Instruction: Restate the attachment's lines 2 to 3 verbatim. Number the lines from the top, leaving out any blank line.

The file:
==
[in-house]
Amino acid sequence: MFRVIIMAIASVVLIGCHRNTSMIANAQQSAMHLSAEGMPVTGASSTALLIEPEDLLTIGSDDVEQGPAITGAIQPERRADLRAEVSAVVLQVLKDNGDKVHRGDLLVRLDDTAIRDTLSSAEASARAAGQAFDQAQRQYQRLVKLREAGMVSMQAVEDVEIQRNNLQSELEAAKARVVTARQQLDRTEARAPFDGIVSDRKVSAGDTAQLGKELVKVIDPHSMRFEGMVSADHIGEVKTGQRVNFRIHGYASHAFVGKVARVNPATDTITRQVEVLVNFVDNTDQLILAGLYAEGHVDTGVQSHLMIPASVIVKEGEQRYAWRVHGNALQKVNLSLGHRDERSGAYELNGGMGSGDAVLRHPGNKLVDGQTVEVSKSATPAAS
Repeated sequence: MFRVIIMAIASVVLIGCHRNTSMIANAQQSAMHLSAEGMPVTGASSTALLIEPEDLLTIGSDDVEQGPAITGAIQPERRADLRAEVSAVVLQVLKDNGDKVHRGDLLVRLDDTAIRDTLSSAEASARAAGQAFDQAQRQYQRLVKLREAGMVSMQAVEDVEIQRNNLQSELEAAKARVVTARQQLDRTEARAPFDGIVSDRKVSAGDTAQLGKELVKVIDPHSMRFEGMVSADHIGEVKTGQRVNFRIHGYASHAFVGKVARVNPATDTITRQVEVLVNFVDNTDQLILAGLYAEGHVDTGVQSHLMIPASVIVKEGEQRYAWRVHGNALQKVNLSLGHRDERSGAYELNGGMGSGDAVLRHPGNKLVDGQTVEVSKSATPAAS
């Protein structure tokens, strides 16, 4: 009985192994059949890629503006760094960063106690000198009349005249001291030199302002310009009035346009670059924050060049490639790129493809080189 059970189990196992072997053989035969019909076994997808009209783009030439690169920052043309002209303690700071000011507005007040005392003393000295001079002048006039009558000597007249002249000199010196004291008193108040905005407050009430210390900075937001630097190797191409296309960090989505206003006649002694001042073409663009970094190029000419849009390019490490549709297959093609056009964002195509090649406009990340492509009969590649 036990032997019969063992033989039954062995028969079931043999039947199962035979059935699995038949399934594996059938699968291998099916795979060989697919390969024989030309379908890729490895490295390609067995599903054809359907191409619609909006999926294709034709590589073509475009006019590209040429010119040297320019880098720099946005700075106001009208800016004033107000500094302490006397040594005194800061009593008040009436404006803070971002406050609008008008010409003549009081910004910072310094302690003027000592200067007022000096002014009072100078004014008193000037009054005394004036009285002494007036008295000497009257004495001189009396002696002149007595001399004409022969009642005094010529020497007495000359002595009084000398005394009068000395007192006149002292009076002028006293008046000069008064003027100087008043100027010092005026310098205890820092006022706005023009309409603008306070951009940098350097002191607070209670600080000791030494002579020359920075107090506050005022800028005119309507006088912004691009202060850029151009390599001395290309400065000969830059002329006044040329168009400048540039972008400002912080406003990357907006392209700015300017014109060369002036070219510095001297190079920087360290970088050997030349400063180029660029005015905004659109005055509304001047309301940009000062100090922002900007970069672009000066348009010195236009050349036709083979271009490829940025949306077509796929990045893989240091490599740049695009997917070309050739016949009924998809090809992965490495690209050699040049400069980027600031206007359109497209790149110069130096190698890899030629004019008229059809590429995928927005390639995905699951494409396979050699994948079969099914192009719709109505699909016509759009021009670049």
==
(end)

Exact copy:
Amino acid sequence: MFRVIIMAIASVVLIGCHRNTSMIANAQQSAMHLSAEGMPVTGASSTALLIEPEDLLTIGSDDVEQGPAITGAIQPERRADLRAEVSAVVLQVLKDNGDKVHRGDLLVRLDDTAIRDTLSSAEASARAAGQAFDQAQRQYQRLVKLREAGMVSMQAVEDVEIQRNNLQSELEAAKARVVTARQQLDRTEARAPFDGIVSDRKVSAGDTAQLGKELVKVIDPHSMRFEGMVSADHIGEVKTGQRVNFRIHGYASHAFVGKVARVNPATDTITRQVEVLVNFVDNTDQLILAGLYAEGHVDTGVQSHLMIPASVIVKEGEQRYAWRVHGNALQKVNLSLGHRDERSGAYELNGGMGSGDAVLRHPGNKLVDGQTVEVSKSATPAAS
Repeated sequence: MFRVIIMAIASVVLIGCHRNTSMIANAQQSAMHLSAEGMPVTGASSTALLIEPEDLLTIGSDDVEQGPAITGAIQPERRADLRAEVSAVVLQVLKDNGDKVHRGDLLVRLDDTAIRDTLSSAEASARAAGQAFDQAQRQYQRLVKLREAGMVSMQAVEDVEIQRNNLQSELEAAKARVVTARQQLDRTEARAPFDGIVSDRKVSAGDTAQLGKELVKVIDPHSMRFEGMVSADHIGEVKTGQRVNFRIHGYASHAFVGKVARVNPATDTITRQVEVLVNFVDNTDQLILAGLYAEGHVDTGVQSHLMIPASVIVKEGEQRYAWRVHGNALQKVNLSLGHRDERSGAYELNGGMGSGDAVLRHPGNKLVDGQTVEVSKSATPAAS